Latest NoCO Real Estate Stats

Wooden Bridge Through Autumn Woods

We just completed a review of the September numbers in our market.

Here is the one number that is standing out to us – average price.

Prices are way up over last year.  Here are the specific average price increases in each of our markets compared to September 2019:

  • Metro Denver = 13.2%
  • Larimer County = 16.9%
  • Weld County = 7.4%

This change in prices has of course generated questions from our clients.

To help our clients answer questions about prices and other real estate topics, we have set up a private online event with our Chief Economist Matthew Gardner.

The event is set for Tuesday from 9:00 to 10:00.

Here is the registration link: https://attendee.gotowebinar.com/register/6400354351666419467

Matthew will be addressing these questions as well as many others:

  • What effect will the election have on the economy and on real estate?
  • How long can interest rates stay this low?
  • Can prices keep appreciating at their current pace?

This online event is for the clients and friends of Windermere.  If you would like more information feel free to reach out!

Posted on October 6, 2020 at 3:13 am
Brandon Bidwell | Category: Market Data | Tagged , , , , , , , , , , , , , , , , , , , ,

Buying a Fixer-Upper

Image Source: Shutterstock

For some home buyers, a fixer-upper is their idea of a dream home. Preparing for the process comes down to creating a plan, knowing what to look for, and understanding what financing options are available.

 

Create a plan 

Fixer-uppers require a future-oriented mindset. Knowing the magnitude of the project you and your household are willing to take on will help dictate your budget and expectations as time goes on. Understand that in addition to the down payment and closing fees, the costs inherent in a fixer-upper purchase have the potential to go over-budget easily. Familiarize yourself with permitting in your area to understand how to navigate any legal roadblocks in the renovation process.

 

What to look for 

Location: Whether you are purchasing a fixer-upper with plans to sell it, rent it out, or live in it, consider its location before purchasing. If you’re planning on selling or renting, location is one of the most important factors to making a return on your investment. And if you’re planning to live in your fixer-upper, keep in mind that location will be a large part of your experience in the home.

Scope of renovation: If you are looking for a smaller scale renovation, look for fixer-uppers that require cosmetic projects like new interior and exterior paint, fresh carpeting and flooring, appliance upgrades, and basic landscaping maintenance. More expensive and involved projects include reroofing, replacing plumbing and sewer lines, replacing HVAC systems, and full-scale room remodels.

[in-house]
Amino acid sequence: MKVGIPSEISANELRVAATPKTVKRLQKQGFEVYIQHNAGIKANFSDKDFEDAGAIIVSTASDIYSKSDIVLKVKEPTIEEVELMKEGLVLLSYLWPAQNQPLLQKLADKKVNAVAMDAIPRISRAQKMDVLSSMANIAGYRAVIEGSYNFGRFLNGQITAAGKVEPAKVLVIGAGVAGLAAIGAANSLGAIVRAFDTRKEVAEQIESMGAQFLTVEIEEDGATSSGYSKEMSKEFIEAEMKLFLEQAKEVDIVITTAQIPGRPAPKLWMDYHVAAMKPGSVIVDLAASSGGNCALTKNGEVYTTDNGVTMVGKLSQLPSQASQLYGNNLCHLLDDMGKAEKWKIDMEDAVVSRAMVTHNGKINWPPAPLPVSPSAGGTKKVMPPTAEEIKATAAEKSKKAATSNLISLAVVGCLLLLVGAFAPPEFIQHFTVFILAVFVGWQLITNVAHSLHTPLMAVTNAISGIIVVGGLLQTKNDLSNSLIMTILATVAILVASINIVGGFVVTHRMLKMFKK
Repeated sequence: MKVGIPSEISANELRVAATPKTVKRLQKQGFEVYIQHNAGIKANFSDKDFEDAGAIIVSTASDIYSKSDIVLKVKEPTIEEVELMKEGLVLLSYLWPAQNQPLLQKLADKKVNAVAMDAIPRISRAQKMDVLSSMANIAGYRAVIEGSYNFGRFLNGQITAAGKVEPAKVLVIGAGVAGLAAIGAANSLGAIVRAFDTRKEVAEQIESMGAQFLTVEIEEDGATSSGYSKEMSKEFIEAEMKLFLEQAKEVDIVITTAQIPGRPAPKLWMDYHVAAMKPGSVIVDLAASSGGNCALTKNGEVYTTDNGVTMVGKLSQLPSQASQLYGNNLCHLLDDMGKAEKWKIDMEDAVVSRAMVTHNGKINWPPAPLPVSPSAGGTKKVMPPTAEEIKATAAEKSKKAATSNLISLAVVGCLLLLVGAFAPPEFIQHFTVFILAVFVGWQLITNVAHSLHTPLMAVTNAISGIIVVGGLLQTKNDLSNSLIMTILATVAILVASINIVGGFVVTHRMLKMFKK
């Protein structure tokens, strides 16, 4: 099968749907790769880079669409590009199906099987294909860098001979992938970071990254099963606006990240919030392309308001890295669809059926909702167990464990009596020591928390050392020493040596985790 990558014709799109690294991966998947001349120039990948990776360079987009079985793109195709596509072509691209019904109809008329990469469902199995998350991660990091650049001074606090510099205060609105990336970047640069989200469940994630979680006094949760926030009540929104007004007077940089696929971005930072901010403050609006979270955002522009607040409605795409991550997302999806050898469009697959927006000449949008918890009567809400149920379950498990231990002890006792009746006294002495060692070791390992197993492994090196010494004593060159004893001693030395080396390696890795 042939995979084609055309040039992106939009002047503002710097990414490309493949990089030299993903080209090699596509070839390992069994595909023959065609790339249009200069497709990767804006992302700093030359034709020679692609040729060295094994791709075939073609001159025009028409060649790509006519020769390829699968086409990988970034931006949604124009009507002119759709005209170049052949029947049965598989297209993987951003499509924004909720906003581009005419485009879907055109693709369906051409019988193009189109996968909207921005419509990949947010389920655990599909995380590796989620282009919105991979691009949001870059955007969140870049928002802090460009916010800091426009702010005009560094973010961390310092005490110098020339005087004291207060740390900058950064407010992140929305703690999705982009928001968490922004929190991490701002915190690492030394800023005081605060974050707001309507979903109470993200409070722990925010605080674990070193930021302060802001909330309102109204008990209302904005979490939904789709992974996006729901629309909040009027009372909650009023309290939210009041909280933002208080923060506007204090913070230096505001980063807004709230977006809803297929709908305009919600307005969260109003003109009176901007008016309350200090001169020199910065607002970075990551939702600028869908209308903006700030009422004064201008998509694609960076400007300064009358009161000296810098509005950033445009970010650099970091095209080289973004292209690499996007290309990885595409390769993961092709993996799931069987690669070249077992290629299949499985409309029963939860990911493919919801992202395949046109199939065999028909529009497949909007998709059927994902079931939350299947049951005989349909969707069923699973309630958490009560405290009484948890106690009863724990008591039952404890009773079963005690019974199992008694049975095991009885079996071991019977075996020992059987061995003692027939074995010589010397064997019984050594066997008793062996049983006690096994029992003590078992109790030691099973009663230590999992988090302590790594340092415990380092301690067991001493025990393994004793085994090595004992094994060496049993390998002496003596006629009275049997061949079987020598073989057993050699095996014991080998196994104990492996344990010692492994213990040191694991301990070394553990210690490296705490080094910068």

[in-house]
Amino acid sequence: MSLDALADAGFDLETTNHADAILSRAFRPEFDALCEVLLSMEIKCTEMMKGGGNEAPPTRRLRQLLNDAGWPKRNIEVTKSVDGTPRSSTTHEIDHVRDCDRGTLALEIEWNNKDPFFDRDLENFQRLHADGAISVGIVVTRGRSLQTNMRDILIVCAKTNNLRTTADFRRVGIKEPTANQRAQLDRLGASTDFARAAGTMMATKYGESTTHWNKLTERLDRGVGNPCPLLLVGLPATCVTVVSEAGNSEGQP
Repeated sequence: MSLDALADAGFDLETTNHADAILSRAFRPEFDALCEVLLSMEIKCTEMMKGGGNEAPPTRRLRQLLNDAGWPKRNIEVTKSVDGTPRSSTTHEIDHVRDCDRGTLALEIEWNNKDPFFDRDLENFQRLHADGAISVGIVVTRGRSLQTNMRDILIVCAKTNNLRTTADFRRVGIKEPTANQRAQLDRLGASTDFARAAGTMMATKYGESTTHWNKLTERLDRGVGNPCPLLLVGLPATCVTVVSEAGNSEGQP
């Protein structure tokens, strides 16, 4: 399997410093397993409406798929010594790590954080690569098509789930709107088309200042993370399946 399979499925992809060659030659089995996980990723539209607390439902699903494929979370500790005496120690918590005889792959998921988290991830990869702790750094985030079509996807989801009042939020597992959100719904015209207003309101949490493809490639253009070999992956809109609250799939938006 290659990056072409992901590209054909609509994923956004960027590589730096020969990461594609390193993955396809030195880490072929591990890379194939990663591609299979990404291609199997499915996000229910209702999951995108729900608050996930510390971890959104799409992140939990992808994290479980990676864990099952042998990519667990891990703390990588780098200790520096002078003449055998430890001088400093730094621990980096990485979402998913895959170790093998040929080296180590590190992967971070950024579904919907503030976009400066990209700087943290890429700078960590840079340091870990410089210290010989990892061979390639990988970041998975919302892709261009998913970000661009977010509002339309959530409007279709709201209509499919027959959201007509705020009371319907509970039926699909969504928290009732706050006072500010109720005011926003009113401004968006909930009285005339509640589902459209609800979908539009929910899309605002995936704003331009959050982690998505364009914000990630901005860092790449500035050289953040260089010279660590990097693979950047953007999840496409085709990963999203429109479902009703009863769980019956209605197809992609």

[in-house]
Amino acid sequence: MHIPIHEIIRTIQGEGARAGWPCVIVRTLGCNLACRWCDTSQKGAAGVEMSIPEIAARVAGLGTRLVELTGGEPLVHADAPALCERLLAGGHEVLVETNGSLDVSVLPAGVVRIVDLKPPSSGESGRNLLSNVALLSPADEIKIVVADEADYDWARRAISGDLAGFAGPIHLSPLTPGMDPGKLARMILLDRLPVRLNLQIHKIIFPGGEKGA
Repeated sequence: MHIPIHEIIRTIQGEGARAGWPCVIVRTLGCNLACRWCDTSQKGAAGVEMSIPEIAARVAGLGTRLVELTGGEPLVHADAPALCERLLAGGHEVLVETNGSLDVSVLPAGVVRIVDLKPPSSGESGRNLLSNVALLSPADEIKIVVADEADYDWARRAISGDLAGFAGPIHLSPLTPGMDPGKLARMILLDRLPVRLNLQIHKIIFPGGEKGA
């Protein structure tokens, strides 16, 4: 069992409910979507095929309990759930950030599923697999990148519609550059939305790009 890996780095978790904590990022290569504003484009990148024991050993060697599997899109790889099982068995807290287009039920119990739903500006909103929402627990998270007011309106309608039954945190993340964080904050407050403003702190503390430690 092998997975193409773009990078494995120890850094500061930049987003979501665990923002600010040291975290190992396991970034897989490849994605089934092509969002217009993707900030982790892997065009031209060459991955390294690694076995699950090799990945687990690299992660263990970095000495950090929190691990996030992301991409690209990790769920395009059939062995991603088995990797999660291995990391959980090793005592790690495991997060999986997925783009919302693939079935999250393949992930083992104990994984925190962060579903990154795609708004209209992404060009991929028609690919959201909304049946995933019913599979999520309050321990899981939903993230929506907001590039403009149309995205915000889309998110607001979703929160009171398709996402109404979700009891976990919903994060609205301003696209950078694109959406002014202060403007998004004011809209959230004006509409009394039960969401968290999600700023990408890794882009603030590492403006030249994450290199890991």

Inspections: Beyond a standard home inspection, which covers components of the home like its plumbing and foundation, consider specialized inspections for pests, roof certifications, and engineering reports. This will help differentiate between the property’s minor flaws and critical problems, further informing your decision when it comes time to prepare an offer.

 

Financing options

Renovation loans allow buyers to finance the home and the improvements to the home together. Extra consultations, inspections, and appraisals are often required in the loan process, but they help guide the work—and thereby, added value—of your fixer-upper. Talk with your lender about which option is best for you.

 

  • FHA 203(k): The Federal Housing Administration’s (FHA) 203(k) loans can be used for most projects in the process of fixing up a home. In comparison to conventional mortgages, they accept lower incomes and credit scores.
  • VA renovation loan: With this loan, the cost of the improvement projects is combined into the loan amount for the home purchase. Contractors employed in any renovations must be VA-approved, and a construction fee may be charged by the lender.
  • HomeStyle Loan – Fannie Mae: The HomeStyle Renovation Loan can be used by home buyers purchasing a fixer-upper, or by homeowners refinancing their homes to cover the improvements. Funds are distributed directly to contractors via a separate escrow account. This loan also allows for luxury projects, such as pools and landscaping.
  • CHOICERenovation Loan – Freddie Mac: This renovation mortgage is guaranteed by Freddie Mac, allowing projects that bolster a home’s ability to withstand natural disasters.
If you’re interested in buying a fixer upper, just let me know and I’ll be happy to help you understand the process and discuss what makes the most sense for you.
Posted on September 29, 2020 at 3:04 am
Brandon Bidwell | Category: Investors | Tagged , , , , , , , , , ,

Northern Colorado Real Estate Market Update

 

The following analysis of the Metro Denver & Northern Colorado real estate market is provided by Windermere Real Estate Chief Economist Matthew Gardner. We hope that this information may assist you with making better-informed real estate decisions. For further information about the housing market in your area, please don’t hesitate to contact your Windermere agent. 

 

ECONOMIC OVERVIEW

COVID-19 had significant negative impacts on employment in Colorado. The pandemic caused the loss of over 342,000 jobs in March and April as unemployment rose to 12.2%. For comparison, peak unemployment following the Great Recession was 8.9%. However, it appears as if the massive contraction in employment is behind us (at least for now). Employment in Colorado rose in May by 68,800 jobs, a monthly increase of 2.8%, pushing the unemployment rate down to 10.2%. Regionally, the Denver metro area added 18,600 jobs in May and the Fort Collins metro area added 3,500 jobs. It is certainly too early to say that we are out of the woods, but we seem to be headed in a positive direction. Colorado’s COVID-19 infection rates started increasing again in June, which could slow down the economic recovery. However, I do not believe that it is likely to have any substantial impact on the housing market.